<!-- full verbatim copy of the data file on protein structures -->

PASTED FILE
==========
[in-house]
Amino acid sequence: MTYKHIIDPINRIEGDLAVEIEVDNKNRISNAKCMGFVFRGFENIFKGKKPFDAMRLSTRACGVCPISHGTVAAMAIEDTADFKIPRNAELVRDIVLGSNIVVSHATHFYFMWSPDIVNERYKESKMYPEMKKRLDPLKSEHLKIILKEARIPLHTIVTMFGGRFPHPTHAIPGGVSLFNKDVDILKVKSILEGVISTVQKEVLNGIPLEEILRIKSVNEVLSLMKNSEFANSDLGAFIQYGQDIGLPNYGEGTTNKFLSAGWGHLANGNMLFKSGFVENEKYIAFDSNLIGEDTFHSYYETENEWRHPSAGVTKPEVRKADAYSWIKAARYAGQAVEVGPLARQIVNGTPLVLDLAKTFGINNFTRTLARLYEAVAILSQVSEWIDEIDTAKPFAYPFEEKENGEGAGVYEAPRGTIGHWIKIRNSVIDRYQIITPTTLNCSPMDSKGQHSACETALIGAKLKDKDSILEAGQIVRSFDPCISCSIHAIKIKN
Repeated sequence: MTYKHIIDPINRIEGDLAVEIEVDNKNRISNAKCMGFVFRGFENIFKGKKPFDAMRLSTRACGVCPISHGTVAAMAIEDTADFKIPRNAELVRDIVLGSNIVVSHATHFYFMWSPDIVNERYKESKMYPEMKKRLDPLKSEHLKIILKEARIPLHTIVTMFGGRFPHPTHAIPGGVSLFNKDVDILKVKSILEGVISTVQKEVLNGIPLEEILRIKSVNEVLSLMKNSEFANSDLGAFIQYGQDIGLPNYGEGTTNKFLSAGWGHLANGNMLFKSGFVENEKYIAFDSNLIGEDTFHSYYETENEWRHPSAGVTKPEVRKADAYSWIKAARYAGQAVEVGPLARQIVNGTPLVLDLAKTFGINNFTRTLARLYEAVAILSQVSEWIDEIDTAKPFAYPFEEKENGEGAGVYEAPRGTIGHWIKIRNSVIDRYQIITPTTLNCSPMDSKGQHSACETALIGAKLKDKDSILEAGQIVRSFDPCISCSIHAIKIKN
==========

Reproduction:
[in-house]
Amino acid sequence: MTYKHIIDPINRIEGDLAVEIEVDNKNRISNAKCMGFVFRGFENIFKGKKPFDAMRLSTRACGVCPISHGTVAAMAIEDTADFKIPRNAELVRDIVLGSNIVVSHATHFYFMWSPDIVNERYKESKMYPEMKKRLDPLKSEHLKIILKEARIPLHTIVTMFGGRFPHPTHAIPGGVSLFNKDVDILKVKSILEGVISTVQKEVLNGIPLEEILRIKSVNEVLSLMKNSEFANSDLGAFIQYGQDIGLPNYGEGTTNKFLSAGWGHLANGNMLFKSGFVENEKYIAFDSNLIGEDTFHSYYETENEWRHPSAGVTKPEVRKADAYSWIKAARYAGQAVEVGPLARQIVNGTPLVLDLAKTFGINNFTRTLARLYEAVAILSQVSEWIDEIDTAKPFAYPFEEKENGEGAGVYEAPRGTIGHWIKIRNSVIDRYQIITPTTLNCSPMDSKGQHSACETALIGAKLKDKDSILEAGQIVRSFDPCISCSIHAIKIKN
Repeated sequence: MTYKHIIDPINRIEGDLAVEIEVDNKNRISNAKCMGFVFRGFENIFKGKKPFDAMRLSTRACGVCPISHGTVAAMAIEDTADFKIPRNAELVRDIVLGSNIVVSHATHFYFMWSPDIVNERYKESKMYPEMKKRLDPLKSEHLKIILKEARIPLHTIVTMFGGRFPHPTHAIPGGVSLFNKDVDILKVKSILEGVISTVQKEVLNGIPLEEILRIKSVNEVLSLMKNSEFANSDLGAFIQYGQDIGLPNYGEGTTNKFLSAGWGHLANGNMLFKSGFVENEKYIAFDSNLIGEDTFHSYYETENEWRHPSAGVTKPEVRKADAYSWIKAARYAGQAVEVGPLARQIVNGTPLVLDLAKTFGINNFTRTLARLYEAVAILSQVSEWIDEIDTAKPFAYPFEEKENGEGAGVYEAPRGTIGHWIKIRNSVIDRYQIITPTTLNCSPMDSKGQHSACETALIGAKLKDKDSILEAGQIVRSFDPCISCSIHAIKIKN